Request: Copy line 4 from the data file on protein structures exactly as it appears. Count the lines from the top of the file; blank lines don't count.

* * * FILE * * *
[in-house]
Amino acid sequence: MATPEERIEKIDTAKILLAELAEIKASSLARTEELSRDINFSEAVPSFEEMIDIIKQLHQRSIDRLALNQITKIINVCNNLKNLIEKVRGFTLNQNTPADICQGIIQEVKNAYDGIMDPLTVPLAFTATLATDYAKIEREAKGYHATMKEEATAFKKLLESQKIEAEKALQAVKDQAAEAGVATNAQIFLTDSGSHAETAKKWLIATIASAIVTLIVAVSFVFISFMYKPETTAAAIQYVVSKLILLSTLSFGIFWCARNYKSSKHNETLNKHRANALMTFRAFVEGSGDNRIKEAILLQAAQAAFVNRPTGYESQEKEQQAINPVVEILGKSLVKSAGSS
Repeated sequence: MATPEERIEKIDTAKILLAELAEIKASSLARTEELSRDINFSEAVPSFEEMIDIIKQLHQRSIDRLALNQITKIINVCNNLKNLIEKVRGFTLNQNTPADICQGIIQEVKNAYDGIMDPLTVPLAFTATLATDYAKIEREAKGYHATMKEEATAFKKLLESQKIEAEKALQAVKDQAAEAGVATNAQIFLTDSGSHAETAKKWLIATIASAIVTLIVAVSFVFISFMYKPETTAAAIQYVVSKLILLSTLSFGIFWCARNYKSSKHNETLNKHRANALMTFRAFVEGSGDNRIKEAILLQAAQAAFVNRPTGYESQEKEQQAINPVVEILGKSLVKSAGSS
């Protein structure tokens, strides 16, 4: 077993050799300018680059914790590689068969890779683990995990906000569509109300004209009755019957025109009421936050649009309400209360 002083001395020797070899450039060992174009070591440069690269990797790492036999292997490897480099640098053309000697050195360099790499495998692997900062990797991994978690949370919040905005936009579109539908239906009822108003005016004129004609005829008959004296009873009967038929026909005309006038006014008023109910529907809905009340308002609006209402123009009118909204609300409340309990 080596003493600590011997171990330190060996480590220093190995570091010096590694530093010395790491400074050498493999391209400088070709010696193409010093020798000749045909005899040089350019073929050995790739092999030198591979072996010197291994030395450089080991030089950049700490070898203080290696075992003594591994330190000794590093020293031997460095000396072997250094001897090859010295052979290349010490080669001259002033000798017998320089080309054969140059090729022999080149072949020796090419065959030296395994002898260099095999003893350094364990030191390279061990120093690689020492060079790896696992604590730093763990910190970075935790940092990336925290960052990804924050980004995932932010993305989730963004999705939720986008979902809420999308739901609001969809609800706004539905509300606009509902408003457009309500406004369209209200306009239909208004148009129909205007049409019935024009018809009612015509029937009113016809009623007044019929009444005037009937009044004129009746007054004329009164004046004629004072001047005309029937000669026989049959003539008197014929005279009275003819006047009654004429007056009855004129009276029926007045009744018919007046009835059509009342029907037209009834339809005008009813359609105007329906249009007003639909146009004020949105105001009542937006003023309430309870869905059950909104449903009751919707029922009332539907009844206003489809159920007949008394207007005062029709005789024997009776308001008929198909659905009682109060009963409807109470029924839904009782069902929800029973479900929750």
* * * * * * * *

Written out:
């Protein structure tokens, strides 16, 4: 077993050799300018680059914790590689068969890779683990995990906000569509109300004209009755019957025109009421936050649009309400209360 002083001395020797070899450039060992174009070591440069690269990797790492036999292997490897480099640098053309000697050195360099790499495998692997900062990797991994978690949370919040905005936009579109539908239906009822108003005016004129004609005829008959004296009873009967038929026909005309006038006014008023109910529907809905009340308002609006209402123009009118909204609300409340309990 080596003493600590011997171990330190060996480590220093190995570091010096590694530093010395790491400074050498493999391209400088070709010696193409010093020798000749045909005899040089350019073929050995790739092999030198591979072996010197291994030395450089080991030089950049700490070898203080290696075992003594591994330190000794590093020293031997460095000396072997250094001897090859010295052979290349010490080669001259002033000798017998320089080309054969140059090729022999080149072949020796090419065959030296395994002898260099095999003893350094364990030191390279061990120093690689020492060079790896696992604590730093763990910190970075935790940092990336925290960052990804924050980004995932932010993305989730963004999705939720986008979902809420999308739901609001969809609800706004539905509300606009509902408003457009309500406004369209209200306009239909208004148009129909205007049409019935024009018809009612015509029937009113016809009623007044019929009444005037009937009044004129009746007054004329009164004046004629004072001047005309029937000669026989049959003539008197014929005279009275003819006047009654004429007056009855004129009276029926007045009744018919007046009835059509009342029907037209009834339809005008009813359609105007329906249009007003639909146009004020949105105001009542937006003023309430309870869905059950909104449903009751919707029922009332539907009844206003489809159920007949008394207007005062029709005789024997009776308001008929198909659905009682109060009963409807109470029924839904009782069902929800029973479900929750």